Further, it is unlikely that any change to section 51(xxi) of the Constitution could appropriately reflect the balanced, nuanced approach required to ensure that freedom of religion is appropriately recognised in any marriage reform. This balancing is more appropriately achieved through legislation, and possibly delegated legislative instruments, to ensure sufficient flexibility to change arrangements should circumstances require it.
Without a balanced and nuanced legislative resolution there could be significant consequences for religious freedom from a Constitutional definition of marriage. A Constitutional definition could create inconsistencies between legal and religious definitions and impact on the freedom of religious institutions that receive public money to define their meaning of marriage.
The Commission does not support a referendum as it is an inappropriate method of addressing matters relating to marriage and risks compromising both equality before the law and freedom of religion for all Australians.
A national plebiscite is a non-binding popular vote. The Commission notes that any plebiscite proposal requires a bill to be passed by Parliament. As such Parliament has discretion with regards to the form and manner of a plebiscite.
The outcome of a plebiscite is limited in its ability to assist in the complex process of reforming the Marriage Act. The lack of regulation on the conduct and outcome of a plebiscite, raises concerns regarding the exact wording of any proposal and the threshold test for a vote to be considered a success. Without legal force a plebiscite is an unreliable method for establishing a clear mandate for legislative change.
In view of this, the Commission submits that a plebiscite is not an appropriate method of addressing matters relating to marriage.
Public votes are not an appropriate way to resolve issues of fundamental rights. It is not an appropriate instrument to resolve issues of equality before the law. Nor is it an appropriate instrument to resolve issues of religious freedom.
The Constitution gives the power to resolve these issues to the Parliament for a reason. On the substantive matter, it is not appropriate that the Australian population is given a vote on the legal standing of the relationships of same-sex attracted Australians any more than it would be for the Australian population to vote on the legal standing of opposite-sex attracted Australians.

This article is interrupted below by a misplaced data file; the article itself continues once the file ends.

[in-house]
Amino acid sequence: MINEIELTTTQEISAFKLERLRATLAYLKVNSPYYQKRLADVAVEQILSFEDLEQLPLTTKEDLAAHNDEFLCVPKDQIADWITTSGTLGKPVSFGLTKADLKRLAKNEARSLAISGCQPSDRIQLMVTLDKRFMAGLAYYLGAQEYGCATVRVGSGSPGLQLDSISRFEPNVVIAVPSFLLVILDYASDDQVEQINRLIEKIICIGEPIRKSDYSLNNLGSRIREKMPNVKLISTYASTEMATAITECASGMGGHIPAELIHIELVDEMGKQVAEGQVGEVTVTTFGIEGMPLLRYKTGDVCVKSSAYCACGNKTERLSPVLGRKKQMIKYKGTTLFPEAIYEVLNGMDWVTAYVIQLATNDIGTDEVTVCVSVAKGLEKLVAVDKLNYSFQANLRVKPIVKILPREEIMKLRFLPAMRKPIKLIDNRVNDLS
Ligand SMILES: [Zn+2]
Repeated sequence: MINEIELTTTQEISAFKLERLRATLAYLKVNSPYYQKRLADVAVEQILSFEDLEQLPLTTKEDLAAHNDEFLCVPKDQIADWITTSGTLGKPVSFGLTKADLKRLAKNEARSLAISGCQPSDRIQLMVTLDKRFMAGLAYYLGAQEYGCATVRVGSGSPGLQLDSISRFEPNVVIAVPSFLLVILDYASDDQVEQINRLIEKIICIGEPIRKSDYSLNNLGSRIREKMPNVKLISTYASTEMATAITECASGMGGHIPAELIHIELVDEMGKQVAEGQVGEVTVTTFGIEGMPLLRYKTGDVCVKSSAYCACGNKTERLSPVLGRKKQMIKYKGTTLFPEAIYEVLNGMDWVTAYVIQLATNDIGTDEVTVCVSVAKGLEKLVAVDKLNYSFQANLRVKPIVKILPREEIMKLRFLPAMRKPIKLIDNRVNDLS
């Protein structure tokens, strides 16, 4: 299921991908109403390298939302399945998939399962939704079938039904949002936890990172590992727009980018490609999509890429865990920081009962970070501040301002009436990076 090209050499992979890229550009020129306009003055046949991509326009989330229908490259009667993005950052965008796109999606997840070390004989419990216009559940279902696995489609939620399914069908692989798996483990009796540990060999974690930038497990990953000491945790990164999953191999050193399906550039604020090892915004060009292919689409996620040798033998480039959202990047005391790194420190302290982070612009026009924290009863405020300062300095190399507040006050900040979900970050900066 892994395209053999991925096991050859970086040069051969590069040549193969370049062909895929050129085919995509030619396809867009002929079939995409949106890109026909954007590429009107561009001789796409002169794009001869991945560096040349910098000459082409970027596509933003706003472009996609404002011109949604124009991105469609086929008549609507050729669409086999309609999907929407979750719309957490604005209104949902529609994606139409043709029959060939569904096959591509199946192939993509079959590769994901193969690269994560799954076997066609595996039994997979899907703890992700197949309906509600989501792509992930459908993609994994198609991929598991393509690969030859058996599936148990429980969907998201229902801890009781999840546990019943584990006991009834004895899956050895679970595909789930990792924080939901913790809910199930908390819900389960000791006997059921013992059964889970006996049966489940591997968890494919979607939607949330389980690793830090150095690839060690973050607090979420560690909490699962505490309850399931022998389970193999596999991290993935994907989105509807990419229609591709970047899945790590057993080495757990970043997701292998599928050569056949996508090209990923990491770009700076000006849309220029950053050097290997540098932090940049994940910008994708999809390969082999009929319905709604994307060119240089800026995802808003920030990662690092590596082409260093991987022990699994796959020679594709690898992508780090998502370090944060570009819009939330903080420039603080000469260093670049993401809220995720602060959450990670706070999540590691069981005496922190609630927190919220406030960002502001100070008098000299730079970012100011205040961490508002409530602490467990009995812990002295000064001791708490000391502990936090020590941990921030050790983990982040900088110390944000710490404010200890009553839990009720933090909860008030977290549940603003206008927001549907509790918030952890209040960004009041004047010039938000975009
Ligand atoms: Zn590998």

Unless it is constitutionally required, Australia does not have a history of resolving issues of rights through public votes. The Constitution correctly gives the Parliament responsibility for these issues.
Issues of rights are not best resolved through a public vote. They are best resolved by responsible government.
The resolution to this debate should be through calm, considered, nuanced and reasoned consideration of the implications of the rights and freedoms of all Australians.
A public vote will do nothing to resolve the substantive issue in a way that unites Australians and takes the country forward together with a proper respect for the rights and freedoms of all.
I hope this submission assists in your consideration of this important issue.
Please do not hesitate to contact the Commission should you have any queries about this submission.
Human Rights Commissioner
 Australian Human Rights Commission, Marriage equality in a changing world: Position Paper on Marriage Equality (2012). At https://www.humanrights.gov.au/lesbian-gay-bisexual-trans-and-intersex-equality-0 (viewed 31 August 2015).
 International Covenant on Civil and Political Rights, opened for signature 16 December 1966, 999 UNTS 171 (entered into force 23 March 1976).
 Australian Human Rights Commission, Resilient Individuals: Sexual Orientation, Gender Identity and Intersex Rights (2015), p 12. At https://www.humanrights.gov.au/our-work/sexual-orientation-sex-gender-identity/publications/resilient-individuals-sexual (viewed 31 August 2015).
 Marriage Act 1961 (Cth); Marriage Amendment Act 2004 (Cth).
 The Commonwealth of Australia v The Australian Capital Territory  HCA 55.
 Arguably the decision of the High Court in Commonwealth v Australian Capital Territory supports the view that in this circumstance a State or Territory law allowing for same-sex marriage could operate concurrently with the Marriage Act: see paragraphs  and .